After the COVID-19 pandemic cut her study of art and architecture in Italy short, Maggie DiGrande ‘21 found a way to start sharing her artwork with others.
Despite still having a painting class that continued online, DiGrande realized she needed a way to spend her time at home after she was forced to leave her study abroad program last spring. Inspired by a suggestion from her mom, she decided to start selling her artwork of scenes around the town she grew up in by printing them on items like notecards and coasters.
“I was like, ‘This is such a good way to pass the time. I am finally doing [art] for something that I want to do rather than just for a class or something,'” she said.
DiGrande began by posting her art on Facebook to gauge interest among her followers.
“I started getting positive feedback from my art which was a new thing for me…so then I continued,” DiGrande said.
Now she runs an Etsy Shop entitled “Maggie D by the Sea.”
For her creations, DiGrande often uses oil paints, beading, paper and canvases, although recently she has explored using other materials, specifically denim. The jean jacket in particular quickly became a new facet of her business when her friends began to ask her to paint them one too, she said.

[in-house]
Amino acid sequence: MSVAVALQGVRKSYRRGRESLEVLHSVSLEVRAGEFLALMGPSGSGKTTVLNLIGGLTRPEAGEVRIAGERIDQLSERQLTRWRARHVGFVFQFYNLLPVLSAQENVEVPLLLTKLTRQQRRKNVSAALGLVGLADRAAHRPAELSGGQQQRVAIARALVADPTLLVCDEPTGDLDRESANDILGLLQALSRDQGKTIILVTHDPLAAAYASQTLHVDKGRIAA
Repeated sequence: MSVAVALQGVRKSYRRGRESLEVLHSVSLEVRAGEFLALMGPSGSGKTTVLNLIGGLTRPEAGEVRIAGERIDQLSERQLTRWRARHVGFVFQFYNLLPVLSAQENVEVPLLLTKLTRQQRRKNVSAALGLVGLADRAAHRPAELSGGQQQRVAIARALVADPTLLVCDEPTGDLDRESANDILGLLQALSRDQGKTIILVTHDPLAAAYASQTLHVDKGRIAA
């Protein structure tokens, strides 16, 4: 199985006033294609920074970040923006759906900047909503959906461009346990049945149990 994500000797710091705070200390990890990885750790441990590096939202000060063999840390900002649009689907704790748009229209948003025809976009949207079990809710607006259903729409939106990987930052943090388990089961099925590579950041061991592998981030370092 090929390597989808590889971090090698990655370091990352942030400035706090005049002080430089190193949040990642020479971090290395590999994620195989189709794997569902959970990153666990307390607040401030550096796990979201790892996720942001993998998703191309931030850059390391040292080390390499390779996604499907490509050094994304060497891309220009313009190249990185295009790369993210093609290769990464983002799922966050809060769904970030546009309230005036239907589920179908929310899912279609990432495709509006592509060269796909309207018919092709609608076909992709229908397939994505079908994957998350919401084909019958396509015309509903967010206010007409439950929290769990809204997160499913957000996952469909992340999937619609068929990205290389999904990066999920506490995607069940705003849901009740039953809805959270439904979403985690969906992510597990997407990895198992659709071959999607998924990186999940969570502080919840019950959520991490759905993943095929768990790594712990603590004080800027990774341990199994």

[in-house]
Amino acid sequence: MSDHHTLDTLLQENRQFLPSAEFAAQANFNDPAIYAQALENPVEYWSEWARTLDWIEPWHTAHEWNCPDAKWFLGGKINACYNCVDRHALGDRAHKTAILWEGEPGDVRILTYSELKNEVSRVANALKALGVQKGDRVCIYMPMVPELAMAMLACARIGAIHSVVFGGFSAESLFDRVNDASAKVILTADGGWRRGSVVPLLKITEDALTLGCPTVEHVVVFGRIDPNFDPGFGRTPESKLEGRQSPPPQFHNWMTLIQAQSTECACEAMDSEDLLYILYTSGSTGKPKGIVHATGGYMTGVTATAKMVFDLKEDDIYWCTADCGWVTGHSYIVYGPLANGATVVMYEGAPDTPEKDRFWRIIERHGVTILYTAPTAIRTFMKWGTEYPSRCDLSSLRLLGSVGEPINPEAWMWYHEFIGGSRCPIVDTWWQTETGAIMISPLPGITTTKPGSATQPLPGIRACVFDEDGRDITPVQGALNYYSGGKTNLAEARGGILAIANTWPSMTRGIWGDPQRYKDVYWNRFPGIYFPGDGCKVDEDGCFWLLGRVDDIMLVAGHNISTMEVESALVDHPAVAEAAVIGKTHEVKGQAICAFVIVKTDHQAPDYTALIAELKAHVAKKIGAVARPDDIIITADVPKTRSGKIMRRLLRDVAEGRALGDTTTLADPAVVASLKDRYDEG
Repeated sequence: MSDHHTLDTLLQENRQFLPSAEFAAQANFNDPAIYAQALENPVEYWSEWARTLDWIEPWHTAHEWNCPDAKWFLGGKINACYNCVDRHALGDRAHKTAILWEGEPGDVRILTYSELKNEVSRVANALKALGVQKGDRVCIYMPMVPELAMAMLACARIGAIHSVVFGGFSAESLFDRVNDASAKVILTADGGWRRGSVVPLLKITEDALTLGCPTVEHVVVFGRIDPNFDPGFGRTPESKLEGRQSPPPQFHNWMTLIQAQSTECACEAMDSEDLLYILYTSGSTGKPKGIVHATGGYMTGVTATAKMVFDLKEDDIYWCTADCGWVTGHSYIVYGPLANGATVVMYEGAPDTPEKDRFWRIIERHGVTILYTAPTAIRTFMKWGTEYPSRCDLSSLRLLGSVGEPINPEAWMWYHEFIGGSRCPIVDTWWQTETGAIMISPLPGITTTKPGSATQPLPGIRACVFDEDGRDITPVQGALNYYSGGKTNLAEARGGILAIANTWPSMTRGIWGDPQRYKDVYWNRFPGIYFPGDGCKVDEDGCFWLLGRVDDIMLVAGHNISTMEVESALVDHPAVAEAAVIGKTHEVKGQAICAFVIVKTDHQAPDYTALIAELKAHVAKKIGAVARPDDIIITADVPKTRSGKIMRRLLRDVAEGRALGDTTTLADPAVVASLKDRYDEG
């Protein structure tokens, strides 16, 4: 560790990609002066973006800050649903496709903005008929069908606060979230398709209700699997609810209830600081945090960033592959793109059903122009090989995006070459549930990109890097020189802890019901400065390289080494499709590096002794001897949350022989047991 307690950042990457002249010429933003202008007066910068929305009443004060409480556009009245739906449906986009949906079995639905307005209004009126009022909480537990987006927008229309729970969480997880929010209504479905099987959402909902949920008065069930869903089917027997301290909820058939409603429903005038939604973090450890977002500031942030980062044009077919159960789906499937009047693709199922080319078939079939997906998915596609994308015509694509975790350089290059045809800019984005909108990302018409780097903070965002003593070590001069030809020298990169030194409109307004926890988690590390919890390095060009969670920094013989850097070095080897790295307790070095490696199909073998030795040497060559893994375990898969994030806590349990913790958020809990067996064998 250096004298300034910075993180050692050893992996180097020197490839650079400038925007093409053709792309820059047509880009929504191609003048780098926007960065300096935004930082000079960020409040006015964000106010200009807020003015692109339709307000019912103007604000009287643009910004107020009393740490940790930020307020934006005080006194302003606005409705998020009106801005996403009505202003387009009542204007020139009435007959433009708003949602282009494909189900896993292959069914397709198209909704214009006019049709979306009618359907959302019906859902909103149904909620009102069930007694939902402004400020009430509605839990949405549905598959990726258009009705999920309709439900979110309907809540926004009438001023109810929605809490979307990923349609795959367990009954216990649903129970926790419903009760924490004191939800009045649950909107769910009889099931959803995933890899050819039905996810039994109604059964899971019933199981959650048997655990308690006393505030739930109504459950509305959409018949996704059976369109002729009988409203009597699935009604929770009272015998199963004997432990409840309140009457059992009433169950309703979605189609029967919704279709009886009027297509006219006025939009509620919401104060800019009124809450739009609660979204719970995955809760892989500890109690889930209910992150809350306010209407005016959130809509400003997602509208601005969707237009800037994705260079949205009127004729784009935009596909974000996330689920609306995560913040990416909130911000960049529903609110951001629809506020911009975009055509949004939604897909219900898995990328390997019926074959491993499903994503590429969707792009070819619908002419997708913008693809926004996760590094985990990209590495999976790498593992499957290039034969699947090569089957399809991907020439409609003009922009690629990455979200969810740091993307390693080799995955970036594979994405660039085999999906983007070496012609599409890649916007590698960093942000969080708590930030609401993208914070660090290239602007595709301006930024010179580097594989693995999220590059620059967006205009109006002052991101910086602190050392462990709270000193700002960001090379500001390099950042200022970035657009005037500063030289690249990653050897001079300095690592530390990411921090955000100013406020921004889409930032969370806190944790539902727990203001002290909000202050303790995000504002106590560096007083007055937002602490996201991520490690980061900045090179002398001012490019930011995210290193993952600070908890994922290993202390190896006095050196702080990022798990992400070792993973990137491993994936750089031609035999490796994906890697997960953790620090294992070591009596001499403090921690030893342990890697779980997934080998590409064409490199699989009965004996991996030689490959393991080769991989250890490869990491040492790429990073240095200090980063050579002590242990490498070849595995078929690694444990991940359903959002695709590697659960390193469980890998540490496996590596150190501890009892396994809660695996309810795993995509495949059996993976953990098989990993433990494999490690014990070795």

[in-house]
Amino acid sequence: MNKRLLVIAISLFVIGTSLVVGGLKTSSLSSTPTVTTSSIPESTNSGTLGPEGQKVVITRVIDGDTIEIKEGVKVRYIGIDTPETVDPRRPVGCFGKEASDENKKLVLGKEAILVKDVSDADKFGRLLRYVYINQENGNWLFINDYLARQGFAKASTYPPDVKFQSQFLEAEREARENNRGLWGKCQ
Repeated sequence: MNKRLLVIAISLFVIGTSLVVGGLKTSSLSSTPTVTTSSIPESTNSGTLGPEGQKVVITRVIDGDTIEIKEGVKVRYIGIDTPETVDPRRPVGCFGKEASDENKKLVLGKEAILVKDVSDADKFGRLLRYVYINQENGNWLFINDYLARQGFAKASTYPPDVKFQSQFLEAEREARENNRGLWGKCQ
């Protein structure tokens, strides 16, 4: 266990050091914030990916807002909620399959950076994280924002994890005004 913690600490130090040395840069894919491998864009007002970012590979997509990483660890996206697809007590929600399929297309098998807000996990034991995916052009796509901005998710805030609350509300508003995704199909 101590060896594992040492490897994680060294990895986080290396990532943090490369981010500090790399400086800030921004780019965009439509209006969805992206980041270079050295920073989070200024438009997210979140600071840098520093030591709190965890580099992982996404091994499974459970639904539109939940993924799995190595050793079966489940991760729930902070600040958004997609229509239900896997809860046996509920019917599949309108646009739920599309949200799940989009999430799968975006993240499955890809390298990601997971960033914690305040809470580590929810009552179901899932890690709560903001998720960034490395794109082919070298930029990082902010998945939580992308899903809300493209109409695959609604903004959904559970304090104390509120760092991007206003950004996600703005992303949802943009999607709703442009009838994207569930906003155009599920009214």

“People around school know me as the jean jacket girl,” DiGrande said. “It’s cool to see, around campus even, people that I’m not even close with will be wearing my jacket.”
And now that she is back on campus for her final year at the college, DiGrande is selling art inspired by her hometown and some new locations as well.
“[For] my capstone project last semester, I did kind of what I was used to doing. I did Lafayette scenes, but instead of the usual populated areas…during a normal semester, I did them completely empty…to show the lack of presence that was there before,” DiGrande explained.
“This semester I’m doing my honors thesis, and I’m doing it similar to last semester, but I’m working on a bigger scale, and I’m going to work with universal scenes that people know, like a carnival or a ski lodge,” she continued.
Through her artwork, DiGrande said she wants to show the “weird parallel between what used to be and what these places are now.”
While it may seem surprising, DiGrande originally came to the college with the intention of majoring in mathematics. Along the way, however, she rediscovered her love of art, which is now her major.
“I always had that love for art that I thought I was gonna overshadow, but… that’s part of my identity now,” she said.
As DiGrande wraps up her final semester at the college, she said that she does not know exactly what her career will look like, but that she will continue to pursue her art and share it with others.